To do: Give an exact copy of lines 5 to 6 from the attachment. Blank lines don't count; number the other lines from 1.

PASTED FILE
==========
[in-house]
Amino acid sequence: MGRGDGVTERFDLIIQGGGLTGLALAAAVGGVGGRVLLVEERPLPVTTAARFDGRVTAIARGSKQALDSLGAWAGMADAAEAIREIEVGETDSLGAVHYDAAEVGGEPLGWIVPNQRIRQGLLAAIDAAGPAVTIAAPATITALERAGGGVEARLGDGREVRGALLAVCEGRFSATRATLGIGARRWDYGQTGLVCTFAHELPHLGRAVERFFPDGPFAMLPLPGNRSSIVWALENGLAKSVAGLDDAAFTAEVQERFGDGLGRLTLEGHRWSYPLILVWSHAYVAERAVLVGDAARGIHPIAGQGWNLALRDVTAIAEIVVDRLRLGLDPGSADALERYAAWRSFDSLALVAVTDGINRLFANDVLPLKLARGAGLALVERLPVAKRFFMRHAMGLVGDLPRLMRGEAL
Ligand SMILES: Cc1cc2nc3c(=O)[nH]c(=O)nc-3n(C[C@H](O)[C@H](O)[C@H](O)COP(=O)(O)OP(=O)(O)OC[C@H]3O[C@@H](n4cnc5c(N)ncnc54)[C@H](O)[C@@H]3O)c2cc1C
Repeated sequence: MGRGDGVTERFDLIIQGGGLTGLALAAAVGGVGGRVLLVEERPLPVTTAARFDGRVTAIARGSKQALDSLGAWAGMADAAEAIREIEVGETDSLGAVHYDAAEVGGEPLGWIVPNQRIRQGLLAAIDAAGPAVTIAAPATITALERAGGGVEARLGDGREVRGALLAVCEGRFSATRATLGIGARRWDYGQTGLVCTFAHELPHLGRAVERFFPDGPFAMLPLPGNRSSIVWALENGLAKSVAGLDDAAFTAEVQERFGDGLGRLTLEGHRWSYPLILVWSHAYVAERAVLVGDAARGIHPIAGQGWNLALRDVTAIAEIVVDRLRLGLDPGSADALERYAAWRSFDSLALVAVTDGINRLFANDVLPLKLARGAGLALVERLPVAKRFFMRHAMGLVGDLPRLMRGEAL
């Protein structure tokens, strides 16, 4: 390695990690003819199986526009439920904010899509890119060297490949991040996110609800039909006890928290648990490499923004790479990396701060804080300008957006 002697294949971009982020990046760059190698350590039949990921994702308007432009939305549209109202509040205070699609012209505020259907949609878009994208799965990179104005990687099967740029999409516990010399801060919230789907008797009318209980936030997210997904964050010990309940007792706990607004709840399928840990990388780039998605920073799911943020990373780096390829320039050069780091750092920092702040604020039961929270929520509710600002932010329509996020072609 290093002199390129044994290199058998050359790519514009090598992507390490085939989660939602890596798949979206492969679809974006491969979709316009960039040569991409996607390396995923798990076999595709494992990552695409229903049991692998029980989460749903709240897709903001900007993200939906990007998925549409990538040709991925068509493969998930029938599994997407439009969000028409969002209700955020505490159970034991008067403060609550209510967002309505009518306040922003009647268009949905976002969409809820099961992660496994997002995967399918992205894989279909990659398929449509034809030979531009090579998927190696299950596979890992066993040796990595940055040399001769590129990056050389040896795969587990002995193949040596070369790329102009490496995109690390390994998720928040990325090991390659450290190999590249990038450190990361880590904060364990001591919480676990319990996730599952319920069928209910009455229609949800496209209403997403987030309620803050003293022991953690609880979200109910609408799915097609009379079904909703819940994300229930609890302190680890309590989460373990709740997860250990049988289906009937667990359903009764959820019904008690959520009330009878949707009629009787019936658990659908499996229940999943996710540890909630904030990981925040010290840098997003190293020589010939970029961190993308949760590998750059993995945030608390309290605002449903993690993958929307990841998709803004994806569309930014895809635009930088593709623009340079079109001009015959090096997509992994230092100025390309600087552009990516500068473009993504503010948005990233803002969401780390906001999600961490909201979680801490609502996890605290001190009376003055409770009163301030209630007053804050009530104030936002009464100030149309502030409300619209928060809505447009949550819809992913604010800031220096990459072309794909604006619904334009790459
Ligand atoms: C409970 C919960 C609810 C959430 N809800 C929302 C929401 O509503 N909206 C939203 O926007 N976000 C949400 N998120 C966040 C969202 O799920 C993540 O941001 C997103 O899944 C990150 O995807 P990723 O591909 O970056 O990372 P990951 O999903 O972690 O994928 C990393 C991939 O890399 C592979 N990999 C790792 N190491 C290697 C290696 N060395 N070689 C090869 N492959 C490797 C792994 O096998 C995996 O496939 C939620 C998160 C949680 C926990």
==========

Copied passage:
């Protein structure tokens, strides 16, 4: 390695990690003819199986526009439920904010899509890119060297490949991040996110609800039909006890928290648990490499923004790479990396701060804080300008957006 002697294949971009982020990046760059190698350590039949990921994702308007432009939305549209109202509040205070699609012209505020259907949609878009994208799965990179104005990687099967740029999409516990010399801060919230789907008797009318209980936030997210997904964050010990309940007792706990607004709840399928840990990388780039998605920073799911943020990373780096390829320039050069780091750092920092702040604020039961929270929520509710600002932010329509996020072609 290093002199390129044994290199058998050359790519514009090598992507390490085939989660939602890596798949979206492969679809974006491969979709316009960039040569991409996607390396995923798990076999595709494992990552695409229903049991692998029980989460749903709240897709903001900007993200939906990007998925549409990538040709991925068509493969998930029938599994997407439009969000028409969002209700955020505490159970034991008067403060609550209510967002309505009518306040922003009647268009949905976002969409809820099961992660496994997002995967399918992205894989279909990659398929449509034809030979531009090579998927190696299950596979890992066993040796990595940055040399001769590129990056050389040896795969587990002995193949040596070369790329102009490496995109690390390994998720928040990325090991390659450290190999590249990038450190990361880590904060364990001591919480676990319990996730599952319920069928209910009455229609949800496209209403997403987030309620803050003293022991953690609880979200109910609408799915097609009379079904909703819940994300229930609890302190680890309590989460373990709740997860250990049988289906009937667990359903009764959820019904008690959520009330009878949707009629009787019936658990659908499996229940999943996710540890909630904030990981925040010290840098997003190293020589010939970029961190993308949760590998750059993995945030608390309290605002449903993690993958929307990841998709803004994806569309930014895809635009930088593709623009340079079109001009015959090096997509992994230092100025390309600087552009990516500068473009993504503010948005990233803002969401780390906001999600961490909201979680801490609502996890605290001190009376003055409770009163301030209630007053804050009530104030936002009464100030149309502030409300619209928060809505447009949550819809992913604010800031220096990459072309794909604006619904334009790459
Ligand atoms: C409970 C919960 C609810 C959430 N809800 C929302 C929401 O509503 N909206 C939203 O926007 N976000 C949400 N998120 C966040 C969202 O799920 C993540 O941001 C997103 O899944 C990150 O995807 P990723 O591909 O970056 O990372 P990951 O999903 O972690 O994928 C990393 C991939 O890399 C592979 N990999 C790792 N190491 C290697 C290696 N060395 N070689 C090869 N492959 C490797 C792994 O096998 C995996 O496939 C939620 C998160 C949680 C926990």